Overview: out and about in a carefree period | Photography
When Francesco Gioia took this photo halfway up Shaftesbury Avenue in central London, he didn’t think of the privilege of being able to move around the city freely without fear of infection, nor the luxury of going to a cinema on the spur of the moment. head to see a movie. It was September 2019, six months before the UK lockdown, and he was more interested in shapes and colors and how people’s clothes could strikingly interact with their surroundings.
He saw a man walking down the street wearing an eye-catching hat. “So, as I often do, I quietly chased him and took a few pictures,” he recalls. “It wasn’t until later that I realized that in addition to the complementary colors you see in the photo – the blues, whites and red of the cinema logo – there was also a small stain of sweat. heart shaped on the back of his shirt which made the shot more interesting to me as it looks very stylish otherwise. (He never saw the man’s face.)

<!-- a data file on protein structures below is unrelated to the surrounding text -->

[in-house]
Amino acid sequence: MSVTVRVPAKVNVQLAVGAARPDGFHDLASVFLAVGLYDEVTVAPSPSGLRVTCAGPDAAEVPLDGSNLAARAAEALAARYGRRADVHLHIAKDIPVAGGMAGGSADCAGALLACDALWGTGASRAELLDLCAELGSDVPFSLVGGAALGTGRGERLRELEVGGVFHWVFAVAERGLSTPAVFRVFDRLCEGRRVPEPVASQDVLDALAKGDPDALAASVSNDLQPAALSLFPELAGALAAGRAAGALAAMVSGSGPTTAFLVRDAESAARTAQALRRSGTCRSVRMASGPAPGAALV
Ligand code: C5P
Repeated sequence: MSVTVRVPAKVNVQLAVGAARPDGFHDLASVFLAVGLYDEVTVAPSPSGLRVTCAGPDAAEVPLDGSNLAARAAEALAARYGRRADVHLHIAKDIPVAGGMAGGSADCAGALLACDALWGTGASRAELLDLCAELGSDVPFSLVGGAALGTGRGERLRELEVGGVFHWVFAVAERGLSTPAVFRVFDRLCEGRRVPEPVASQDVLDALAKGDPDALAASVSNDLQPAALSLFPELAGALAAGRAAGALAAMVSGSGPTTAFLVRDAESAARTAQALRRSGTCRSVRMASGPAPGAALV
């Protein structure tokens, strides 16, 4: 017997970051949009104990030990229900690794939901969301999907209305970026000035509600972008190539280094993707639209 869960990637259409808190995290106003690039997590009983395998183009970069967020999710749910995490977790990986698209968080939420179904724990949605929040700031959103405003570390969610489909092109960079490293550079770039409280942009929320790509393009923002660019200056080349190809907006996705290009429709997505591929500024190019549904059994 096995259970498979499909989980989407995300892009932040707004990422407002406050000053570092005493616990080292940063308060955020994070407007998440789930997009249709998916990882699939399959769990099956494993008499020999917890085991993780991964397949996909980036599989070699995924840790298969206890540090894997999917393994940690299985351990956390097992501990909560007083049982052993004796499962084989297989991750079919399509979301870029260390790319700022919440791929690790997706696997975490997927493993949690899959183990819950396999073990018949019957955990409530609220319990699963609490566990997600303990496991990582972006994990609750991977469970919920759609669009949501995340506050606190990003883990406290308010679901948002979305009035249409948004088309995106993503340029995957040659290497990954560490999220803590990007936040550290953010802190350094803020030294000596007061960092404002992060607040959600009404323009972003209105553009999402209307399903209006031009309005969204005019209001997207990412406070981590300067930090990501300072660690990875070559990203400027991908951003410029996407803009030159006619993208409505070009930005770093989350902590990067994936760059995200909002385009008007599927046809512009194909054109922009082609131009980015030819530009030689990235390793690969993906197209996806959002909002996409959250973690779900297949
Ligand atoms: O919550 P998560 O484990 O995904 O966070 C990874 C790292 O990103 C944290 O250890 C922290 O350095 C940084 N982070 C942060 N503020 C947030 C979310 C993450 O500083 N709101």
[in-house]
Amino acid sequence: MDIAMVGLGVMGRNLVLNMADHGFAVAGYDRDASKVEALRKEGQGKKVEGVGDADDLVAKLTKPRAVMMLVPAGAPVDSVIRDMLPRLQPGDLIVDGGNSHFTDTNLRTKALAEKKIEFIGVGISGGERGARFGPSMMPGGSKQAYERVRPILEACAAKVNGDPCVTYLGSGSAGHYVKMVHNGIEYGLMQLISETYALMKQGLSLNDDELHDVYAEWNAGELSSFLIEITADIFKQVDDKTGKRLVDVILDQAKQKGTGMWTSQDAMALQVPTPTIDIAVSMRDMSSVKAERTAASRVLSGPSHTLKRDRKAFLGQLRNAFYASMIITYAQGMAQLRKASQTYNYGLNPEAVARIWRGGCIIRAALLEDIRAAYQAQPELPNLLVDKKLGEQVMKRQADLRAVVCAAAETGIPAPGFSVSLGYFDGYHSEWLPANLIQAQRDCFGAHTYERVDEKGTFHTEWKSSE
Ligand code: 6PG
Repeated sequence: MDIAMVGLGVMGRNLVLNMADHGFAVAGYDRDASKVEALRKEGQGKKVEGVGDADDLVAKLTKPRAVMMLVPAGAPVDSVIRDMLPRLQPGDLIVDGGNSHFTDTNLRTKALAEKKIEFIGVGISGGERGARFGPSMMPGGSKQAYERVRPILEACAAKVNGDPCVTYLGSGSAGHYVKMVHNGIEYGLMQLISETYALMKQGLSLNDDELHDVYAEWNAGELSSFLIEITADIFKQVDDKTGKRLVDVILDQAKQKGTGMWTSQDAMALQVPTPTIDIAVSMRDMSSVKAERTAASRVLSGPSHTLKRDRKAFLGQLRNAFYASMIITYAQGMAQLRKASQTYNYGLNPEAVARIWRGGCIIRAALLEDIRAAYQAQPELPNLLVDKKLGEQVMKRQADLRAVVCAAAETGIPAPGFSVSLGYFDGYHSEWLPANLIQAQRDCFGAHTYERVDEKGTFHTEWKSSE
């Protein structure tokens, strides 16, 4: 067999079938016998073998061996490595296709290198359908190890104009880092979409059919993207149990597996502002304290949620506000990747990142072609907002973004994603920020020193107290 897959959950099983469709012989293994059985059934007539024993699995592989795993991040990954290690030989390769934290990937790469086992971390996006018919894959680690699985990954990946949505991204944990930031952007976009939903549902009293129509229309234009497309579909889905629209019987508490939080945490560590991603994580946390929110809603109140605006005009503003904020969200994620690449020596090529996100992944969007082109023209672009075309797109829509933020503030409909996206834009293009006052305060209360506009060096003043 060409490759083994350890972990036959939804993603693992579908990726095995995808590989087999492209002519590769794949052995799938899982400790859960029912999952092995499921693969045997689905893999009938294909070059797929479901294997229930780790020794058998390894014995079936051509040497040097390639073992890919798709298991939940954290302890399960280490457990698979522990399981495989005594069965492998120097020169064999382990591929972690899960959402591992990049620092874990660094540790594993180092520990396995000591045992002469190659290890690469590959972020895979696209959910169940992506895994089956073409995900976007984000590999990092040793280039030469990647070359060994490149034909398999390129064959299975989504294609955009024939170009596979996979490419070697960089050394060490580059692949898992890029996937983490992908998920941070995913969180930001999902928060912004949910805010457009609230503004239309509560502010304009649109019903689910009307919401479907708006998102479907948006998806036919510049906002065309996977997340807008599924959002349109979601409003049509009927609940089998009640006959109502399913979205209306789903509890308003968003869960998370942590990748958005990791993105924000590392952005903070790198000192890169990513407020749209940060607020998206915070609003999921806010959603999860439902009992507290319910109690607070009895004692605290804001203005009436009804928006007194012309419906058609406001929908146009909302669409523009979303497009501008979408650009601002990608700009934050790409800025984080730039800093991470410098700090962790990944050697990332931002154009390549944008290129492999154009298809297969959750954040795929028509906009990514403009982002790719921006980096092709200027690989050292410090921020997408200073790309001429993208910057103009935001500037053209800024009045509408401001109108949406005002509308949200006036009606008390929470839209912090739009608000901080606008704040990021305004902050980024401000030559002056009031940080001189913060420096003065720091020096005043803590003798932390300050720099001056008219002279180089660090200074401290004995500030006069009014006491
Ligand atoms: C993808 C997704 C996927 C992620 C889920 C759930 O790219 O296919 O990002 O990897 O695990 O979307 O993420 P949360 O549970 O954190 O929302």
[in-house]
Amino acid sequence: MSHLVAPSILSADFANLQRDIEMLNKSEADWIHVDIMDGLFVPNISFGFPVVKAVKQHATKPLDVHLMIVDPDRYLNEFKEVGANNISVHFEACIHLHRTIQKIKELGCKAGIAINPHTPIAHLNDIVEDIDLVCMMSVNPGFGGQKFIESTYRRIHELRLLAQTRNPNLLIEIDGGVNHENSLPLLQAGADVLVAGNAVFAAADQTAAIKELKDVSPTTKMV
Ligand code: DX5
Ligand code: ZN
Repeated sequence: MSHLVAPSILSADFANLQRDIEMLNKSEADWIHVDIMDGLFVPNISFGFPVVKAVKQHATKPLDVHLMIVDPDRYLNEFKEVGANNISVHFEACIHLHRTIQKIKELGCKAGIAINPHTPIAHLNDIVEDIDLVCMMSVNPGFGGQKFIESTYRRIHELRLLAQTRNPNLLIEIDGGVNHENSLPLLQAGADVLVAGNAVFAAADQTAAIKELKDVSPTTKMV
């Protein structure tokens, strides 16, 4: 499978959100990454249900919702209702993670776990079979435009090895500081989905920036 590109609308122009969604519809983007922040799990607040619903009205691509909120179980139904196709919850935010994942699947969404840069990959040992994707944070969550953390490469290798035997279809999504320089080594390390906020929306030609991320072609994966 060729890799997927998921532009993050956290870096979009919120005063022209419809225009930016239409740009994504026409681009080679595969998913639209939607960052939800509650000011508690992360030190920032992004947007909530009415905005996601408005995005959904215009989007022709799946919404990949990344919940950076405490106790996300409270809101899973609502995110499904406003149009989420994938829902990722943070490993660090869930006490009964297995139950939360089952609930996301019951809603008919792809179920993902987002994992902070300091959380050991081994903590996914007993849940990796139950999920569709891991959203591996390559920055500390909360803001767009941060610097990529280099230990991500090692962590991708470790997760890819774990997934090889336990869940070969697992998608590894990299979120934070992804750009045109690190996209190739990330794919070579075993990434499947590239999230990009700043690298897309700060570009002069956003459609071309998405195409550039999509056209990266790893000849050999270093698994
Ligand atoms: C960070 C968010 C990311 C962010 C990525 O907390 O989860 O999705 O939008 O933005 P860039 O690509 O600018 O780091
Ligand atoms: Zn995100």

At the time, Gioia, who moved from Florence to London in 2015, spent six or seven days a week roaming the city streets for such details – a dedication that has won her numerous awards over the past year. year, as well as the accolades of famous American street photographer Joel Meyerowitz. Now he could come out just one day in seven. “I started photographing inside my house in the first month of lockdown, and I think that made me a different photographer. Before the pandemic, I called myself a street photographer. Now my name is just a photographer. It doesn’t matter if you’re in the middle of the street or at home with your parents, as long as you have a photo. “
Thinking back to that image a year and nine months later, as the country emerges from the lockout, Gioia sees it as a reflection of the freedoms we barely thought about at the time. The Curzon Cinema sign is less of an abstraction now, a color to compensate for other colors, and more a reminder of moments of joy we no longer take for granted.